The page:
Speaking of Ms Marvel, Kevin Feige recently said:
Ms. Marvel, which is another character in the comic books, the Muslim hero who is inspired by Captain Marvel, is definitely sort of in the works. We have plans for that once we introduce Captain Marvel.I think this is part of the reason why the Carol Danvers film is in the past--there's plenty of time for Kamala Khan to have become a fan. Rumours about this being John Ridley's secret project for Marvel go back to April of 2015 (assuming this is his project for them), but those rumours were about him getting a television show with her. Feige, with the exception of Agent Carter, doesn't work with the TV-branch of Marvel (Marvel Entertainment), so putting aside whatever "sort of in the works" means, this suggests a film version of the character is on its way (presumably Kamala would be earth-based and Carol would be in space). This makes a lot of sense to me for both popularity and representative purposes. For those unfamiliar with the character, she was introduced in 2013--a teenage Inhuman character whose powers are similar to Mister Fantastic; before those powers manifest she's a fangirl of Danvers.
As expected Scott Buck's disastrous Inhumans officially got the axe from ABC. Agents of SHIELD remains hanging in the balance--will it be cancelled, retained, or moved to another platform? For myself, until the show actually becomes connected to the MCU/Netflix I won't be tuning in (as I've mentioned before). [Hours after I originally posted this it was renewed for an abbreviated sixth season.]
There's a great comment from Joe Russo I want to touch on:
I think all of this — Netflix, Marvel, ‘Star Wars,’ this massive moment of disruption we’re in — is really a function of audiences craving new kinds of storytelling. I think we had a really nice run for 100 years of two-hour, two-dimensional storytelling, but I think over the next decade, decade-and-a-half, you’re going to see a radical shift in how stories are told.I agree with this wholeheartedly. The attachment to traditional movies is one reason why some people struggle so much with Marvel movies--there's a sense of exasperation and resistance to change (Mike Stoklasa from Red Letter Media expresses this quite plainly--although it's worth noting he liked Infinity War). Those who struggle with it sometimes have the other problem you see with critics who find the entire genre ridiculous (people in capes fighting crime?). Those with the latter view get into fights with fans over the silly elements in these kinds of films (Star Wars: The Last Jedi is an example of this--for someone who thinks the film is aimed at 12-year olds, why should it matter if something in the movie doesn't make sense?). Critical conservatism is nothing new--to use literature as an example, it took 150 years for William Shakespeare to be acknowledged as anything more than popular entertainment (we can thank Samuel Johnson for that); decades for Charles Dickens, Edgar Allan Poe, H. P. Lovecraft, J. R. R. Tolkien, and so on to get their due--just as many of their genres (horror, fantasy, etc) were long rejected. Comicbook movies are another rung on the ladder of critical appreciation (as, indeed, were comics themselves).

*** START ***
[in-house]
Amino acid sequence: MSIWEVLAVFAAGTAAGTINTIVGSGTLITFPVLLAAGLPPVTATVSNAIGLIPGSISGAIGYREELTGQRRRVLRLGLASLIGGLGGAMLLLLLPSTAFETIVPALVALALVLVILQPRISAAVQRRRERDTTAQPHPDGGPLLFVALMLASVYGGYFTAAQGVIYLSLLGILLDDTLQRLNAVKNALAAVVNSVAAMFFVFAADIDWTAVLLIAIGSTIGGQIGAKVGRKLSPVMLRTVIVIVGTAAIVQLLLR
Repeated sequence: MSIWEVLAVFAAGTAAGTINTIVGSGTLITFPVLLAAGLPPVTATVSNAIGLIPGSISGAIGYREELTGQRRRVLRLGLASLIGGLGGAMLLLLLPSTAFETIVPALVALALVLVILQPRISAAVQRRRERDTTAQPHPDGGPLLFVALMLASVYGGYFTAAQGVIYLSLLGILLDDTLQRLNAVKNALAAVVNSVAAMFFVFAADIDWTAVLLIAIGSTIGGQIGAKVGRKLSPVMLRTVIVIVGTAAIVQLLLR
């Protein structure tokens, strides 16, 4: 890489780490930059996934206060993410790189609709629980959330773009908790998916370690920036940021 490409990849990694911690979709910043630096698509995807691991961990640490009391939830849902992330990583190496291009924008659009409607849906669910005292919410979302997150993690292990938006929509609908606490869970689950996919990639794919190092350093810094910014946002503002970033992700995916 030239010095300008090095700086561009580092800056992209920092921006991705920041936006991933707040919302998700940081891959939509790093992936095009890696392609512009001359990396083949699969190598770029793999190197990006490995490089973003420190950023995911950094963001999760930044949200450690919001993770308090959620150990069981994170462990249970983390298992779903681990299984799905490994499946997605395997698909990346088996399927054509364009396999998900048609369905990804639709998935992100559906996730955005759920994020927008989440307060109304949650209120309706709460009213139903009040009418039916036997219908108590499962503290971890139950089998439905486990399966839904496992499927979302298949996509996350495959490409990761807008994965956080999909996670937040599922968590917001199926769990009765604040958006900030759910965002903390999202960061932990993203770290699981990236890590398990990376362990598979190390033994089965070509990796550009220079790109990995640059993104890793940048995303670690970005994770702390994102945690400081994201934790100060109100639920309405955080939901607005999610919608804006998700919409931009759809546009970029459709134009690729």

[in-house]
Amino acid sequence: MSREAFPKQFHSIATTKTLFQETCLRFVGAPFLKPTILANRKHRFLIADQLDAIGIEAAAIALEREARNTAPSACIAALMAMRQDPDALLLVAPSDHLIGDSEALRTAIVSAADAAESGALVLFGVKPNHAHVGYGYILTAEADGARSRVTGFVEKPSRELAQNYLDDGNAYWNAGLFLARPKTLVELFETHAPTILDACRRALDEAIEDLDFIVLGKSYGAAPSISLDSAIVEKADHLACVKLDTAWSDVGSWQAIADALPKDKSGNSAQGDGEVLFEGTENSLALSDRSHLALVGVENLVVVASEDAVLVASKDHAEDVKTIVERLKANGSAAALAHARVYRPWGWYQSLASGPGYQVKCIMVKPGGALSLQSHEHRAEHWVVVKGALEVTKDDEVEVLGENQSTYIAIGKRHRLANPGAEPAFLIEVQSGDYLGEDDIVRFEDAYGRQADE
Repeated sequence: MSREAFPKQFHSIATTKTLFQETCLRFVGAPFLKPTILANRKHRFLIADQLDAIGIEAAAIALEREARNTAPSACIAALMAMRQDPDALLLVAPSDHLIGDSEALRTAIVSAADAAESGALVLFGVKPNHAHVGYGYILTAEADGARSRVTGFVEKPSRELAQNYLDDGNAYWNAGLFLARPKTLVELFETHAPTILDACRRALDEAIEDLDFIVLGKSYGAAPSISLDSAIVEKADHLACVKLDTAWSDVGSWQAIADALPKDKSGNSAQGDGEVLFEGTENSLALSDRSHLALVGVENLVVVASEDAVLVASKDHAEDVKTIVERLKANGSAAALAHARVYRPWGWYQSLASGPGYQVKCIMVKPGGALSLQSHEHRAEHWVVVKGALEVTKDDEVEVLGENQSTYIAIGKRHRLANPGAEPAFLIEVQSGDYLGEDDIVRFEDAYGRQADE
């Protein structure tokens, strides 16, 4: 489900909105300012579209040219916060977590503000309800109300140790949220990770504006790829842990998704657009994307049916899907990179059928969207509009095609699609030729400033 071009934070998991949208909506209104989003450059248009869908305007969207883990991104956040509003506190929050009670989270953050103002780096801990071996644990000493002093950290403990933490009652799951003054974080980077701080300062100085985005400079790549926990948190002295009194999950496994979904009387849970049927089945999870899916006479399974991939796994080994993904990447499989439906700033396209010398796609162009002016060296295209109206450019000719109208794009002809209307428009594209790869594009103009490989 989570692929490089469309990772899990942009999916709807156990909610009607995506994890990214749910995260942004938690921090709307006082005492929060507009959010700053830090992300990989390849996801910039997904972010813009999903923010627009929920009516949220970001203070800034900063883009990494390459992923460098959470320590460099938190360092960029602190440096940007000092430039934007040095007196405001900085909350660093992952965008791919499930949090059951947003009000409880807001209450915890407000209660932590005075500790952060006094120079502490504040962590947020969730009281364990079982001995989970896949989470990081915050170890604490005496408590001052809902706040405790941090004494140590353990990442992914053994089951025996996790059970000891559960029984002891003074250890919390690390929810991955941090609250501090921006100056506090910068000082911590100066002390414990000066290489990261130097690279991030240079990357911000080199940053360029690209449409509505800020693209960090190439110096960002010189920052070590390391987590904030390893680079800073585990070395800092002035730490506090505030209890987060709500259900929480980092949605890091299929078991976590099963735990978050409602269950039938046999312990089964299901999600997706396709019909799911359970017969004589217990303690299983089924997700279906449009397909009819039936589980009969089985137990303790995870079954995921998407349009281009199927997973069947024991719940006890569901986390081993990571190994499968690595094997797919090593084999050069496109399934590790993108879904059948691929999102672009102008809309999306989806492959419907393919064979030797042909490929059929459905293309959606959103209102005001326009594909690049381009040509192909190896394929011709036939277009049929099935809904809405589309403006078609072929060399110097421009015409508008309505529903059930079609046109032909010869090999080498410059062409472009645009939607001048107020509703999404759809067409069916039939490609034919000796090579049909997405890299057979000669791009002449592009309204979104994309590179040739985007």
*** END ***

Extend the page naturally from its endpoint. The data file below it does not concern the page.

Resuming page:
This article is written by Peter Levi (@eyeonthesens)